The motion that we are debating is welcome, but it is pathetic. It refers to the House considering “international action” in Aleppo. There will no international action, because there is no political will, either here or in the other countries where such will is necessary.

Mr David Lammy (Tottenham) (Lab)

Is my right hon. Friend as anxious as I am? With Putin and Russia linked to interference in the American election, with the bombing of Syria leading to a refugee crisis in Europe and with many central European countries looking inward, like we are, Putin’s expansionist tendencies and ​desire for a warm port should make the Foreign Secretary think carefully about the actions from this point on onwards.

Mr Bradshaw

I completely agree. We have not even begun to wake up to Russia’s cyber-warfare. Its interference in the American presidential elections is now proven. It probably interfered in our own referendum—we do not have the evidence for that yet, but it is highly probable. It will certainly be involved in the French presidential election. There are already serious concerns in the German secret service that Russia is already interfering in the upcoming elections. We have to wake up to this, but when?

Finally, the tragedy today is the tragedy of the benighted people of Aleppo issuing desperate, and probably futile, last-minute appeals for help to the outside world. The tragedy tomorrow will be all of ours for failing to stop this happening and for the consequences. Shame on us.

On Russia:

Mr Ben Bradshaw (Exeter) (Lab)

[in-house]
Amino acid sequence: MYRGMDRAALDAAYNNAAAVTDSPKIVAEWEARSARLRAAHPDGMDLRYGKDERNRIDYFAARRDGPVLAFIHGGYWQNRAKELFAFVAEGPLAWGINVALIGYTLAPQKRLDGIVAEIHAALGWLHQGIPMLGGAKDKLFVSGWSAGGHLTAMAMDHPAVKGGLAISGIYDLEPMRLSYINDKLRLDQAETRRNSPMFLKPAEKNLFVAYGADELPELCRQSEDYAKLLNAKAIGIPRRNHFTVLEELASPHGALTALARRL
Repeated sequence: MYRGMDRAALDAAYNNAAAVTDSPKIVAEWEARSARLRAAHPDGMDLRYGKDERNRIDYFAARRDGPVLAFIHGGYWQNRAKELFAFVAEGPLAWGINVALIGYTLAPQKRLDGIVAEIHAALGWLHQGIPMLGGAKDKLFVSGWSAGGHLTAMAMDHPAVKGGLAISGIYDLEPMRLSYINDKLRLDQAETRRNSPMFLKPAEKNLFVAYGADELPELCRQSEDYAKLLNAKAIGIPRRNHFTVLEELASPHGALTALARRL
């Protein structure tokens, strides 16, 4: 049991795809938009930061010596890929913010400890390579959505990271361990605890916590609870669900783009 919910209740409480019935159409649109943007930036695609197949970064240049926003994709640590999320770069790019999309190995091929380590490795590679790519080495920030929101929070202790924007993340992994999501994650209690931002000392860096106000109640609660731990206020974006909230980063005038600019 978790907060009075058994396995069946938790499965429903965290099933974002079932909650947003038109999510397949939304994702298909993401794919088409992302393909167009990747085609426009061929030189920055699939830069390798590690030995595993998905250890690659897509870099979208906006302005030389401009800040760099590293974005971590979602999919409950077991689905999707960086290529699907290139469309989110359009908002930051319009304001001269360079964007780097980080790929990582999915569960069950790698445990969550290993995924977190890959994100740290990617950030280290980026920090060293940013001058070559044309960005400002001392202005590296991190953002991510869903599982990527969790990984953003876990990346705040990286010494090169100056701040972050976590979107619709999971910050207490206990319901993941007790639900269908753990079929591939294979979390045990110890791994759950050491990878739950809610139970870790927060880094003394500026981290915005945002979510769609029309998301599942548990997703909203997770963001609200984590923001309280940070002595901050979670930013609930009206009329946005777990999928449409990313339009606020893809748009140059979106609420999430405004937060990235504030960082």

Did the Prime Minister discuss with fellow leaders interference by Russia in the political processes of western democracies, including our own, through the use of propaganda and cyber? What action is she taking to investigate what may already have happened in this country, and what is she doing to prevent it from happening in future?

The Prime Minister

I think that everyone is aware of the way in which Russia is currently operating, and of the more aggressive stance that it is taking in a number of respects. I am sure that the right hon. Gentleman would not expect me to go into detail about how we look at these matters, particularly cyber-related matters—which were mentioned earlier by the right hon. Member for Moray (Angus Robertson)—but I assure him that we take the issue of state-sponsored intervention and cyber attacks very seriously indeed.

On NHS Funding:

Mr Ben Bradshaw (Exeter) (Lab)

I associate myself with the Secretary of State’s comments about Berlin, my one-time home.

Does the Secretary of State accept that we have the best clinical leaders anywhere in the world? The challenge facing the NHS is not one of clinical leadership, or the dedication or skill of staff, but one of chronic underfunding by this Conservative Government.

Mr Hunt

We do indeed have superb clinical leaders, such as Marianne Griffiths at Worthing, which was recently given an outstanding rating. We also have superb non-clinical leaders, such as David Dalton at Salford Royal. I would gently say to the right hon. Gentleman that if he is worried about funding, why did he stand in the election on a platform that would have seen the NHS have £1.3 billion less this year?